The distribution business of EnergyAustralia remained a state government enterprise and, in 2011, was renamed Ausgrid.
Substation design, 1904 to present
Electricity distribution substations were generally built as modest 1 or 2 storey buildings, with Zone Substations considerably larger in scale. The style and nature of substation construction became progressively more standardised as the electricity network expanded. While the earliest substations tended to be large, well-ornamented public buildings, as they became more commonplace, substations became smaller and simpler. This reflected the need for cost-effective construction methods, the reduction in size of electrical equipment and the speed with which substations needed to be constructed to keep pace with demand.
While early substations were often purpose-designed and built for a specific location, by the late 1920s the trend was for standardised designs built to a similar size and generally designed to fit on a standard suburban subdivision block, typically 100–200 square metres (1,100–2,200 sq ft).
Designs did keep pace with architectural trends and it is possible to identify a number of different and distinct architectural styles of substations. One-off designed substations did continue to be built well into the mid-20th century thought these tended to be restricted to what the SCC referred to as "high class" suburbs in Sydney's east.The number of substations constructed in the Sydney region exploded from the late 1920s, with dozens of substations being constructed in any one year to cope with expanding demand. While in the early years of network construction many substations had unique characteristics and were sited in response to a particular need, from the late 1920s standardised designs were generally used and expansion was based on a need to establish and expand the electricity grid rather than in response to localised or site-specific issues.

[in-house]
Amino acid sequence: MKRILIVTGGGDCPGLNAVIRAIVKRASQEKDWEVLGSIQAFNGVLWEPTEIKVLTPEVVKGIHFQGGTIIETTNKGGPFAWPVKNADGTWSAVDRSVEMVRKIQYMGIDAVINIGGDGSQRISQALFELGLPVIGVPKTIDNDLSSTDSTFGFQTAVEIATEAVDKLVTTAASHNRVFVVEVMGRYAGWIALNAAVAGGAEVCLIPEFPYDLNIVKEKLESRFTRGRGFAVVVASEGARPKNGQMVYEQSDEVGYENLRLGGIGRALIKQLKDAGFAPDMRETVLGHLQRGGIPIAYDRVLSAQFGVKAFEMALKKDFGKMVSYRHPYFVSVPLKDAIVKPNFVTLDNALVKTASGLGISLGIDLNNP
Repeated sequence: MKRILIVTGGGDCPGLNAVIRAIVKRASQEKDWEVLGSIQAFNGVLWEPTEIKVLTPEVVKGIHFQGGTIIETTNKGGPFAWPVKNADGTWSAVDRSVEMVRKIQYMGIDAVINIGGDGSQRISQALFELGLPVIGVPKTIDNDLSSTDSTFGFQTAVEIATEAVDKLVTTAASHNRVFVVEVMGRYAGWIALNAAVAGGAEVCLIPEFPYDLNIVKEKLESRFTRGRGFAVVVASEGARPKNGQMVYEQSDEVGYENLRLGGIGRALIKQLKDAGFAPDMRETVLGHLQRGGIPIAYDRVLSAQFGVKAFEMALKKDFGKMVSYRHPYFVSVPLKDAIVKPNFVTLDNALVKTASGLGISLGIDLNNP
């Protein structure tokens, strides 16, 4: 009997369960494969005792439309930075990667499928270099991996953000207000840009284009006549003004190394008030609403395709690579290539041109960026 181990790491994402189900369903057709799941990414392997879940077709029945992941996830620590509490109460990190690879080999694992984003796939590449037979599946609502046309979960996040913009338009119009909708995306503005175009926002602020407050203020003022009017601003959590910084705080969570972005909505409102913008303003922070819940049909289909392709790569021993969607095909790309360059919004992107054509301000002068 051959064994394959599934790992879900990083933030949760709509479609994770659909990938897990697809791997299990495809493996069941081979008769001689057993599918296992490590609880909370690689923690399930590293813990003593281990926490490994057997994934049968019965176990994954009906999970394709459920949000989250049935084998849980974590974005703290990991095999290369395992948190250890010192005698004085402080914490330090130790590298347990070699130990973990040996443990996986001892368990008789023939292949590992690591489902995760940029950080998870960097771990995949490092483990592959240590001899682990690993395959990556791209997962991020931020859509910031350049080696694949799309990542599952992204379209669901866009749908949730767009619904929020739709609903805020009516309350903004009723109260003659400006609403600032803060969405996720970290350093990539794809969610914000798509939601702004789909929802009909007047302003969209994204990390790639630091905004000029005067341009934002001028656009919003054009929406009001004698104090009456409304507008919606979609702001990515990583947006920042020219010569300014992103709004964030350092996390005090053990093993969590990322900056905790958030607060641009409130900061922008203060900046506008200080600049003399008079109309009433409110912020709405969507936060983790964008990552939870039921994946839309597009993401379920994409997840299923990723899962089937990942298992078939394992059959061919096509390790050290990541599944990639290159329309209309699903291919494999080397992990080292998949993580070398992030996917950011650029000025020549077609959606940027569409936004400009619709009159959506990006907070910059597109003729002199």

By the 1950s the trend towards architecturally designed and detailed substations was exhausted. From that point on, the freestanding metal kiosk-style substation was progressively introduced, while buildings, where they were constructed, tended towards strictly functional unadorned brick enclosures. Substation design was also influenced by the general changes in Australian building construction in the mid-20th century. The trend towards larger steel and concrete buildings saw "chamber"" style substations incorporated directly within new buildings. In such circumstances the electricity provider had little or no input into the architectural style of the substation chamber, merely supplying technical requirements which influenced the location and size of the substation within the new building. This trend also saw smaller older-style substations demolished in some areas and replaced with new chamber substations incorporated into a new development. This style of construction is commonplace today, particularly in high density urban areas.